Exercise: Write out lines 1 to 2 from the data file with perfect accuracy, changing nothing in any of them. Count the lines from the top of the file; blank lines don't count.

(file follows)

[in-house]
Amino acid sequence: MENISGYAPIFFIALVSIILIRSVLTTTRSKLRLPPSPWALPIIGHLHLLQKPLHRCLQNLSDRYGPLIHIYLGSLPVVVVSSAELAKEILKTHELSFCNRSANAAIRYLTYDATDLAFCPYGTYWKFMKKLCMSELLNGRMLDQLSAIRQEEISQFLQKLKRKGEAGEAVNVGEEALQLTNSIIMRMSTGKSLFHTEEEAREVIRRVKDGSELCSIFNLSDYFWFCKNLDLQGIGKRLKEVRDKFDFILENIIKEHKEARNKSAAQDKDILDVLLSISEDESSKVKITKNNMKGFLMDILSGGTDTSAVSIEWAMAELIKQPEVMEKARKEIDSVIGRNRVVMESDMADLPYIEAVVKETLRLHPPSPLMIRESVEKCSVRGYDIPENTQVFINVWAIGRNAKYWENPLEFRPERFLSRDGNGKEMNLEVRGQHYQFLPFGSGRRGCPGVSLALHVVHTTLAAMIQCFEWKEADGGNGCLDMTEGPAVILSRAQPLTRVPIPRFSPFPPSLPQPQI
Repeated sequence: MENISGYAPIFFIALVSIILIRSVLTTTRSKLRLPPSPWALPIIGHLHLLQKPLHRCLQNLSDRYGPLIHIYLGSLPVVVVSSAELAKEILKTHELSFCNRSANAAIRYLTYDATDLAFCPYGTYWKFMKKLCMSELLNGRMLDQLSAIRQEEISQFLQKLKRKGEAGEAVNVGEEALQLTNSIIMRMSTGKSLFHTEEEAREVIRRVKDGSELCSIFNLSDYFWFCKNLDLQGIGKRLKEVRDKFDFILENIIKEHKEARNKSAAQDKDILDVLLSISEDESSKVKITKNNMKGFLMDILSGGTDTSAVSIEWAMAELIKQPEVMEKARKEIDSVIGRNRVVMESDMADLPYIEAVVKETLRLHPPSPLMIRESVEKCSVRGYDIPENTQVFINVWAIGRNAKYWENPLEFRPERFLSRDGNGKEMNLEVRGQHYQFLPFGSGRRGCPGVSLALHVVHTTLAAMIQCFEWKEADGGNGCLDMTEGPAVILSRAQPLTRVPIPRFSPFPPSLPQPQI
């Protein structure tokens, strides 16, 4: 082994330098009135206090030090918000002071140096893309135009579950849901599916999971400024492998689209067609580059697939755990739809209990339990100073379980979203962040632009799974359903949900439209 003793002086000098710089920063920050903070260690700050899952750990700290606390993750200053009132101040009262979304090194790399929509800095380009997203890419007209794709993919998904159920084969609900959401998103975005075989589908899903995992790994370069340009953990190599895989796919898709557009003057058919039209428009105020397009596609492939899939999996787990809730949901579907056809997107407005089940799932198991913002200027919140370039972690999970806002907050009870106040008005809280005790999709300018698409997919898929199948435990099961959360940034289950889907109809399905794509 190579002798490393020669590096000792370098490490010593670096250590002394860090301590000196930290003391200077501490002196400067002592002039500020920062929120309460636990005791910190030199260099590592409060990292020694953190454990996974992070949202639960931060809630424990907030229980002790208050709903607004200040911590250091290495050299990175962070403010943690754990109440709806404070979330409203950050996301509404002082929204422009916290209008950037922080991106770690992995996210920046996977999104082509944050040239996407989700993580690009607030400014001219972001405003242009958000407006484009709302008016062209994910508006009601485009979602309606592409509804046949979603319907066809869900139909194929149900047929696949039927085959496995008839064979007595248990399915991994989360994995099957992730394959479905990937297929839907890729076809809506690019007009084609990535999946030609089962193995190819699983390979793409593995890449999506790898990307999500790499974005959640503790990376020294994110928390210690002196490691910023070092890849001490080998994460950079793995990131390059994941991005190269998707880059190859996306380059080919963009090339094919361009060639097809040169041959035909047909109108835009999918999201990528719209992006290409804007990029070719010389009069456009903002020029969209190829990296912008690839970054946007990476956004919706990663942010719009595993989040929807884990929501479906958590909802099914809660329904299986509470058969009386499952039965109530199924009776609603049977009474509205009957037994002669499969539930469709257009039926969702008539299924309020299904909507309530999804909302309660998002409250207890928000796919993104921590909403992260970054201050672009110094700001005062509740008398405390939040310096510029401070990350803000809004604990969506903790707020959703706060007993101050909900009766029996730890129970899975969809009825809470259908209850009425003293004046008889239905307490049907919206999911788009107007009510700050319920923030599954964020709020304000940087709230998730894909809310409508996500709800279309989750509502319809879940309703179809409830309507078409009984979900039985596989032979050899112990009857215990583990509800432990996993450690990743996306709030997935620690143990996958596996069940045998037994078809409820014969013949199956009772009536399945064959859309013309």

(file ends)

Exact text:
[in-house]
Amino acid sequence: MENISGYAPIFFIALVSIILIRSVLTTTRSKLRLPPSPWALPIIGHLHLLQKPLHRCLQNLSDRYGPLIHIYLGSLPVVVVSSAELAKEILKTHELSFCNRSANAAIRYLTYDATDLAFCPYGTYWKFMKKLCMSELLNGRMLDQLSAIRQEEISQFLQKLKRKGEAGEAVNVGEEALQLTNSIIMRMSTGKSLFHTEEEAREVIRRVKDGSELCSIFNLSDYFWFCKNLDLQGIGKRLKEVRDKFDFILENIIKEHKEARNKSAAQDKDILDVLLSISEDESSKVKITKNNMKGFLMDILSGGTDTSAVSIEWAMAELIKQPEVMEKARKEIDSVIGRNRVVMESDMADLPYIEAVVKETLRLHPPSPLMIRESVEKCSVRGYDIPENTQVFINVWAIGRNAKYWENPLEFRPERFLSRDGNGKEMNLEVRGQHYQFLPFGSGRRGCPGVSLALHVVHTTLAAMIQCFEWKEADGGNGCLDMTEGPAVILSRAQPLTRVPIPRFSPFPPSLPQPQI